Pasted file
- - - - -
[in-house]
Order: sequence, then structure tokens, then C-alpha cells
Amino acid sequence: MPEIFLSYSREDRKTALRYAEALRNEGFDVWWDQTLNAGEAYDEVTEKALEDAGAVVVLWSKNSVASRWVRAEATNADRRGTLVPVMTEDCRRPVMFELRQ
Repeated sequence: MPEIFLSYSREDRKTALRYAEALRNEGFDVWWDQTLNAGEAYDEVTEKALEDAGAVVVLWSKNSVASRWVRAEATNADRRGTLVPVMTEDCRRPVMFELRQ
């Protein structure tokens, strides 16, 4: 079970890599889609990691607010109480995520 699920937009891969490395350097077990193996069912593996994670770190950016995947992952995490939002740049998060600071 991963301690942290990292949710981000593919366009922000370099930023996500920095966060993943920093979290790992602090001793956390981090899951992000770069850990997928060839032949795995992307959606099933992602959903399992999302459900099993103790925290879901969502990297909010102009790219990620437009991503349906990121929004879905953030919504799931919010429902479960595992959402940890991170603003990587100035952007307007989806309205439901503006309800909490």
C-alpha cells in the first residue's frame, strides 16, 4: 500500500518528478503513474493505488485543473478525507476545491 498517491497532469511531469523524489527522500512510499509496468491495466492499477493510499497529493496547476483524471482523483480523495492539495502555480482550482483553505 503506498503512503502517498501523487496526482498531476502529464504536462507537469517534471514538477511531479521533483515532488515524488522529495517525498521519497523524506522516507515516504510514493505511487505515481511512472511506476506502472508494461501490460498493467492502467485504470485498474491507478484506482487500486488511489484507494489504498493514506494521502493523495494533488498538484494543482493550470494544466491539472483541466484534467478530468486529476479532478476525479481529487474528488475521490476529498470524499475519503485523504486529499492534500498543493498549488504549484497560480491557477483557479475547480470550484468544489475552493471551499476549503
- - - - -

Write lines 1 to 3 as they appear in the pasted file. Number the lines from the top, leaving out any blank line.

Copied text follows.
[in-house]
Order: sequence, then structure tokens, then C-alpha cells
Amino acid sequence: MPEIFLSYSREDRKTALRYAEALRNEGFDVWWDQTLNAGEAYDEVTEKALEDAGAVVVLWSKNSVASRWVRAEATNADRRGTLVPVMTEDCRRPVMFELRQ